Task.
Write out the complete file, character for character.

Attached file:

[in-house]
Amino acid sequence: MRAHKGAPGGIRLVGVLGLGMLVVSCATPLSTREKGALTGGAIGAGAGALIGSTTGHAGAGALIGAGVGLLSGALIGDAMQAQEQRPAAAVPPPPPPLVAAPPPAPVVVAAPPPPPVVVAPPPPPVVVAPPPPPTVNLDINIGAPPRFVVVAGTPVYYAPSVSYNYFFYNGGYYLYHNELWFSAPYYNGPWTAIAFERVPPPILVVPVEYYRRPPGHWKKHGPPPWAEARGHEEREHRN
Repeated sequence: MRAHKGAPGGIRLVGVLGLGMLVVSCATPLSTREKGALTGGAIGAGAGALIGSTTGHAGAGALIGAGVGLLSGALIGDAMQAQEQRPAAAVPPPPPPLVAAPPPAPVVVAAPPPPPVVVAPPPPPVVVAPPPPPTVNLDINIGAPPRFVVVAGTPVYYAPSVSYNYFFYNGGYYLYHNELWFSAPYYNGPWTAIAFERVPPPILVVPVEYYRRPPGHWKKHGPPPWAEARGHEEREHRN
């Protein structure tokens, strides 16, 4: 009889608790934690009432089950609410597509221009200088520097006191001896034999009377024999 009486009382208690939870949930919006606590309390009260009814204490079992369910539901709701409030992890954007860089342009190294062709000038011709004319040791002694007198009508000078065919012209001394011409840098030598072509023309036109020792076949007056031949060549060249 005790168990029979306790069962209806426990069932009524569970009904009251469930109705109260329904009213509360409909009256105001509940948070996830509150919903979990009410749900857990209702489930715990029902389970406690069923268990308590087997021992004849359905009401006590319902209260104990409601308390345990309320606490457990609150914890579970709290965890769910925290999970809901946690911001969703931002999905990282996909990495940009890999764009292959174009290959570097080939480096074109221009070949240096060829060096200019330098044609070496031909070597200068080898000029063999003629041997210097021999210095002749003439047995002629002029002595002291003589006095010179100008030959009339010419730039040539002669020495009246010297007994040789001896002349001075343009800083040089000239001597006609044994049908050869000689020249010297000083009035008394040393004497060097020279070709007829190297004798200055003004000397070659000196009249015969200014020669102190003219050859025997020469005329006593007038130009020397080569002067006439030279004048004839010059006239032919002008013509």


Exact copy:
[in-house]
Amino acid sequence: MRAHKGAPGGIRLVGVLGLGMLVVSCATPLSTREKGALTGGAIGAGAGALIGSTTGHAGAGALIGAGVGLLSGALIGDAMQAQEQRPAAAVPPPPPPLVAAPPPAPVVVAAPPPPPVVVAPPPPPVVVAPPPPPTVNLDINIGAPPRFVVVAGTPVYYAPSVSYNYFFYNGGYYLYHNELWFSAPYYNGPWTAIAFERVPPPILVVPVEYYRRPPGHWKKHGPPPWAEARGHEEREHRN
Repeated sequence: MRAHKGAPGGIRLVGVLGLGMLVVSCATPLSTREKGALTGGAIGAGAGALIGSTTGHAGAGALIGAGVGLLSGALIGDAMQAQEQRPAAAVPPPPPPLVAAPPPAPVVVAAPPPPPVVVAPPPPPVVVAPPPPPTVNLDINIGAPPRFVVVAGTPVYYAPSVSYNYFFYNGGYYLYHNELWFSAPYYNGPWTAIAFERVPPPILVVPVEYYRRPPGHWKKHGPPPWAEARGHEEREHRN
């Protein structure tokens, strides 16, 4: 009889608790934690009432089950609410597509221009200088520097006191001896034999009377024999 009486009382208690939870949930919006606590309390009260009814204490079992369910539901709701409030992890954007860089342009190294062709000038011709004319040791002694007198009508000078065919012209001394011409840098030598072509023309036109020792076949007056031949060549060249 005790168990029979306790069962209806426990069932009524569970009904009251469930109705109260329904009213509360409909009256105001509940948070996830509150919903979990009410749900857990209702489930715990029902389970406690069923268990308590087997021992004849359905009401006590319902209260104990409601308390345990309320606490457990609150914890579970709290965890769910925290999970809901946690911001969703931002999905990282996909990495940009890999764009292959174009290959570097080939480096074109221009070949240096060829060096200019330098044609070496031909070597200068080898000029063999003629041997210097021999210095002749003439047995002629002029002595002291003589006095010179100008030959009339010419730039040539002669020495009246010297007994040789001896002349001075343009800083040089000239001597006609044994049908050869000689020249010297000083009035008394040393004497060097020279070709007829190297004798200055003004000397070659000196009249015969200014020669102190003219050859025997020469005329006593007038130009020397080569002067006439030279004048004839010059006239032919002008013509």